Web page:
Robo-DragonFlies: Creepy, Beautiful... Toys?

Reader Request week draws to a close with a post inspired by the Dude and the exploding robotic fireflies he was so impressed by in GI Joe Retaliation. CGI fireflies would have been boring; this is way better.

Well, that's it. It's no longer safe to go outside.

Festo has created a bionic robot that looks and acts like a real dragonfly, right down to the complex wing movements. According to the promotional materials:
With the BionicOpter, Festo has technically mastered the highly complex flight characteristics of the dragonfly. Just like its model in nature, this ultralight flying object can fly in all directions, hover in mid-air and glide without beating its wings.
In addition to controlling the flapping frequency and the twisting of the individual wings, each of the four wings features an amplitude controller. This means that the direction of thrust and the  intensity of thrust for all four wings can be adjusted individually, thus enabling the remote-controlled dragonfly to move in almost any orientation in space. The intelligent kinematics correct any vibrations during flight and ensure flight stability both indoors and outdoors.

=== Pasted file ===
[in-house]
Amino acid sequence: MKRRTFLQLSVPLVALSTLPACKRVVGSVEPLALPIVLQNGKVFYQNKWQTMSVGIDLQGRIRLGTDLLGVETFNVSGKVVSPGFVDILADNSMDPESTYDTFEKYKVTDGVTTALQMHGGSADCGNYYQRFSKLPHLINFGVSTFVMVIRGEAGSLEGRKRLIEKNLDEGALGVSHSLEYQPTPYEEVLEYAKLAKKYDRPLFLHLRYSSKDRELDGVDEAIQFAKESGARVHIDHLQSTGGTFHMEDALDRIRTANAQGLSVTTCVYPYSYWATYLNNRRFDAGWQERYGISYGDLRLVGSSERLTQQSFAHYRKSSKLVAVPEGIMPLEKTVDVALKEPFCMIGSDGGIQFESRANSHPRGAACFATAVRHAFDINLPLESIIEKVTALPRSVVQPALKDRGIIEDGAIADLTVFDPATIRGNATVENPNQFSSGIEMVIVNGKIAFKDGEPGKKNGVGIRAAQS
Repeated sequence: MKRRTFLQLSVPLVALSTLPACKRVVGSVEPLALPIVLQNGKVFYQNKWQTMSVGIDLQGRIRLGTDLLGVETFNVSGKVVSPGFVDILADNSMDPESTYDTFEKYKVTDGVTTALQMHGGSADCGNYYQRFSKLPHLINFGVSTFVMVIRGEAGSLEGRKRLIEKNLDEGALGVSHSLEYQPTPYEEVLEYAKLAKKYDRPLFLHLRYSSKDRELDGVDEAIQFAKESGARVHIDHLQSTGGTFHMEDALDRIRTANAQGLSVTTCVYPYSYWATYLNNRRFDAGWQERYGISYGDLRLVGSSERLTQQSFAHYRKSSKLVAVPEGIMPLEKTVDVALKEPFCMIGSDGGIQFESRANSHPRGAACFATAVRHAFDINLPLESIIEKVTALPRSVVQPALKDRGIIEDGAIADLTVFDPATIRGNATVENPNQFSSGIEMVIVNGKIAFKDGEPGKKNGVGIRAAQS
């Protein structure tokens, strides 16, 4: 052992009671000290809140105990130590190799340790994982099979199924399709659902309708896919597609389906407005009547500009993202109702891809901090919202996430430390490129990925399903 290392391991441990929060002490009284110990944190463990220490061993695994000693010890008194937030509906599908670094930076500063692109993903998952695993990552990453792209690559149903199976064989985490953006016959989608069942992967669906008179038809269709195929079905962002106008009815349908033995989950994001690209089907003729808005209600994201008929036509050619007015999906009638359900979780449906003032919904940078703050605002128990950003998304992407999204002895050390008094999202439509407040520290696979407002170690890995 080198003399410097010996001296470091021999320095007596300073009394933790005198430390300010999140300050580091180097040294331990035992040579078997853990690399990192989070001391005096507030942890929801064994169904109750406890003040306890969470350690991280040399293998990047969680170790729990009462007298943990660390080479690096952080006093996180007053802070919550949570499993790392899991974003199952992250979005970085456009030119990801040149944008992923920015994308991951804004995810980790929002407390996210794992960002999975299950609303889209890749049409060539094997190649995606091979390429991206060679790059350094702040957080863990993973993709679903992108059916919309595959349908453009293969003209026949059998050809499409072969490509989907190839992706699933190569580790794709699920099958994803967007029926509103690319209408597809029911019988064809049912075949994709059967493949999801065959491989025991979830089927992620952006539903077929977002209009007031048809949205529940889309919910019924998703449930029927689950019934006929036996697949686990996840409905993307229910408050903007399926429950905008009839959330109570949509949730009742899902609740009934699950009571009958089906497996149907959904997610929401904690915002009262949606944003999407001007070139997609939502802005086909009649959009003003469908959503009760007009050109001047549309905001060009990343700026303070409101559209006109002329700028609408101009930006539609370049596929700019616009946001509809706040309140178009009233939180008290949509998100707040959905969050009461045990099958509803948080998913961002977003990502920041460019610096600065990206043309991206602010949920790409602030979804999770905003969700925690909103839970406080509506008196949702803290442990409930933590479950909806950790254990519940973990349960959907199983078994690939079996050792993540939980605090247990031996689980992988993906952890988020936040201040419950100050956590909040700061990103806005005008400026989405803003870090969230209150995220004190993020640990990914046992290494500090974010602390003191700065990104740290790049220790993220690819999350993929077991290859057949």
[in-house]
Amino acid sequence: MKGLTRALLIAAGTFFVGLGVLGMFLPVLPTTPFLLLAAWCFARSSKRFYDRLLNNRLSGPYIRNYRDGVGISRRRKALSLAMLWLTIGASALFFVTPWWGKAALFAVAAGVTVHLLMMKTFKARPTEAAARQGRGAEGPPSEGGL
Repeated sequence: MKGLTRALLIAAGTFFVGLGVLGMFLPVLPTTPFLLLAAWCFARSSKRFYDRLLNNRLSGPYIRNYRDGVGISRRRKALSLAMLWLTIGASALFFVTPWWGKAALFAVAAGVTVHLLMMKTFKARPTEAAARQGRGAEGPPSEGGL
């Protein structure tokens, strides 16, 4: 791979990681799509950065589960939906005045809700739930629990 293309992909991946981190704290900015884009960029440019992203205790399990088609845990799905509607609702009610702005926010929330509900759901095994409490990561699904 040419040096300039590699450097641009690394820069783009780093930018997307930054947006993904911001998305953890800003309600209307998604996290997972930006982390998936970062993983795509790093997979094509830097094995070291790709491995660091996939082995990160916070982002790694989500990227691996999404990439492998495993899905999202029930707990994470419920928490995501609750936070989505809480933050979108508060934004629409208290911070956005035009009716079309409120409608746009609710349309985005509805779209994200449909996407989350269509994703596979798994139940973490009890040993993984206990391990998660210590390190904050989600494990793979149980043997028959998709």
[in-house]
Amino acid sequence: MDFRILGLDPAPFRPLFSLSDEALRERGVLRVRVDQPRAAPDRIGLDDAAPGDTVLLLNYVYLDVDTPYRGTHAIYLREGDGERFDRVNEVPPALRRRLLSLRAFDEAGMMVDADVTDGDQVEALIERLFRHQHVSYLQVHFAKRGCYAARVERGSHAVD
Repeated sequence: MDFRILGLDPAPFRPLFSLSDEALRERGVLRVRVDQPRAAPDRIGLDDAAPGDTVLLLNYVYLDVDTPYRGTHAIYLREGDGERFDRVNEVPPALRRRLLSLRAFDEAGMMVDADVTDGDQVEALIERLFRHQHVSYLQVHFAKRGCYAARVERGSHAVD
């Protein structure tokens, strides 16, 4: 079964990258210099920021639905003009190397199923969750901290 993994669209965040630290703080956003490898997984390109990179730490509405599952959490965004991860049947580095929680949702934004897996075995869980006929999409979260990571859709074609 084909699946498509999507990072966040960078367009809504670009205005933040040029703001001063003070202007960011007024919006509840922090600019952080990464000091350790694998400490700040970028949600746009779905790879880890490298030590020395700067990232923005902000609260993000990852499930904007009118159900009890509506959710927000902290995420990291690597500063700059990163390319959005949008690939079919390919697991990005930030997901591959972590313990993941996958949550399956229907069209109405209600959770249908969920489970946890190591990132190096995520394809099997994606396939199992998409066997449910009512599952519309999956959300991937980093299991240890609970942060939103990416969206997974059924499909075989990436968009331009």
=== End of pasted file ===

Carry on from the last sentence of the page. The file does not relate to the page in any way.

This project is the result of collaboration between the company and learning institutions, called the Bionic Learning Network, whose focus is "developing and supporting projects and test models whose basic technical principles are derived from nature."

So this means that between the Harvard RoboBees, exploding fireflies in GI Joe Retaliation and these actual flying robotic dragonflies, we can't even trust the insects anymore.

Ok, maybe not quite. It turns out that the video is somewhat deceiving about the actual size of these things. Before you start checking all the dragonflies you see out on your hike for mechnical joints, you might want to see this:

Remote control BionicOpter by Festo
So they're not tiny Skynet spies, they're TOYS! Granted, super advanced toys with lots of smart ultralightweight materials including carbon fiber, thin foil, flexible polyamide and terpolymer. And responsive mechanics for stabilization, allow it to monitor its own performance and self-adjust on the fly. (If you want all the technical details — they really are kewl! — check out the specs.)

All of this begs two important questions:
  • Where can I buy one and for how much?
  • How long til someone figures out the design and posts the blueprints so we can 3D print one?!
Check out the mesmerizing flight capabilities. Tech is awesome.